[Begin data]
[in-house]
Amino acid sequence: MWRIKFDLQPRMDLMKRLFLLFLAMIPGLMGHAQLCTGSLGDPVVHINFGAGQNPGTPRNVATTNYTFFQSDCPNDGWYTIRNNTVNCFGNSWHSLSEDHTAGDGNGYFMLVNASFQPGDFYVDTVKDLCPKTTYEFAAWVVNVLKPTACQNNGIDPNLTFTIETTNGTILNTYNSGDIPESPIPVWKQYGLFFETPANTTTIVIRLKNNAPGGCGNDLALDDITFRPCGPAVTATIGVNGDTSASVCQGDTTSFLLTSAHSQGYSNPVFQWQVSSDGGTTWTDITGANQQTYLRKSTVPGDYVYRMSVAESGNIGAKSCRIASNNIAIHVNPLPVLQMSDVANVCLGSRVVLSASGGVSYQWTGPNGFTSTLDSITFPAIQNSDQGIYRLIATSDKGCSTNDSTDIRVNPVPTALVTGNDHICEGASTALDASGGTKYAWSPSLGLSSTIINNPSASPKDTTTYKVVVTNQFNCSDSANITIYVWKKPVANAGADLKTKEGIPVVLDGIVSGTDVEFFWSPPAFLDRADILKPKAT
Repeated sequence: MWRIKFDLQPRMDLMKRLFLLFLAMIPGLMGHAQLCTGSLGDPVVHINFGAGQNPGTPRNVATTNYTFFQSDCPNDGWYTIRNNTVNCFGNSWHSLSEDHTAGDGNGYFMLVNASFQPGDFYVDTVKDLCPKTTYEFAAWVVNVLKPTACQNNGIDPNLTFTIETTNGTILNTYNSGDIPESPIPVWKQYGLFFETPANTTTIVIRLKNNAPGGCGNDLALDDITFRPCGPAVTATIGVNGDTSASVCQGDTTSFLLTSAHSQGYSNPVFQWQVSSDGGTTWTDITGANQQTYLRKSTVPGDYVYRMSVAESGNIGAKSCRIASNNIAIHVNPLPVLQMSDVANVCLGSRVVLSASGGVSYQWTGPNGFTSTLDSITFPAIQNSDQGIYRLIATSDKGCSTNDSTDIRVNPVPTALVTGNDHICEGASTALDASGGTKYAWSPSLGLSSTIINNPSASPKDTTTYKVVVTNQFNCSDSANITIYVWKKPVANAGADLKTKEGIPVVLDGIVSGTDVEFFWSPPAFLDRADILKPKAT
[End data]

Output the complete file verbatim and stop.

[in-house]
Amino acid sequence: MWRIKFDLQPRMDLMKRLFLLFLAMIPGLMGHAQLCTGSLGDPVVHINFGAGQNPGTPRNVATTNYTFFQSDCPNDGWYTIRNNTVNCFGNSWHSLSEDHTAGDGNGYFMLVNASFQPGDFYVDTVKDLCPKTTYEFAAWVVNVLKPTACQNNGIDPNLTFTIETTNGTILNTYNSGDIPESPIPVWKQYGLFFETPANTTTIVIRLKNNAPGGCGNDLALDDITFRPCGPAVTATIGVNGDTSASVCQGDTTSFLLTSAHSQGYSNPVFQWQVSSDGGTTWTDITGANQQTYLRKSTVPGDYVYRMSVAESGNIGAKSCRIASNNIAIHVNPLPVLQMSDVANVCLGSRVVLSASGGVSYQWTGPNGFTSTLDSITFPAIQNSDQGIYRLIATSDKGCSTNDSTDIRVNPVPTALVTGNDHICEGASTALDASGGTKYAWSPSLGLSSTIINNPSASPKDTTTYKVVVTNQFNCSDSANITIYVWKKPVANAGADLKTKEGIPVVLDGIVSGTDVEFFWSPPAFLDRADILKPKAT
Repeated sequence: MWRIKFDLQPRMDLMKRLFLLFLAMIPGLMGHAQLCTGSLGDPVVHINFGAGQNPGTPRNVATTNYTFFQSDCPNDGWYTIRNNTVNCFGNSWHSLSEDHTAGDGNGYFMLVNASFQPGDFYVDTVKDLCPKTTYEFAAWVVNVLKPTACQNNGIDPNLTFTIETTNGTILNTYNSGDIPESPIPVWKQYGLFFETPANTTTIVIRLKNNAPGGCGNDLALDDITFRPCGPAVTATIGVNGDTSASVCQGDTTSFLLTSAHSQGYSNPVFQWQVSSDGGTTWTDITGANQQTYLRKSTVPGDYVYRMSVAESGNIGAKSCRIASNNIAIHVNPLPVLQMSDVANVCLGSRVVLSASGGVSYQWTGPNGFTSTLDSITFPAIQNSDQGIYRLIATSDKGCSTNDSTDIRVNPVPTALVTGNDHICEGASTALDASGGTKYAWSPSLGLSSTIINNPSASPKDTTTYKVVVTNQFNCSDSANITIYVWKKPVANAGADLKTKEGIPVVLDGIVSGTDVEFFWSPPAFLDRADILKPKAT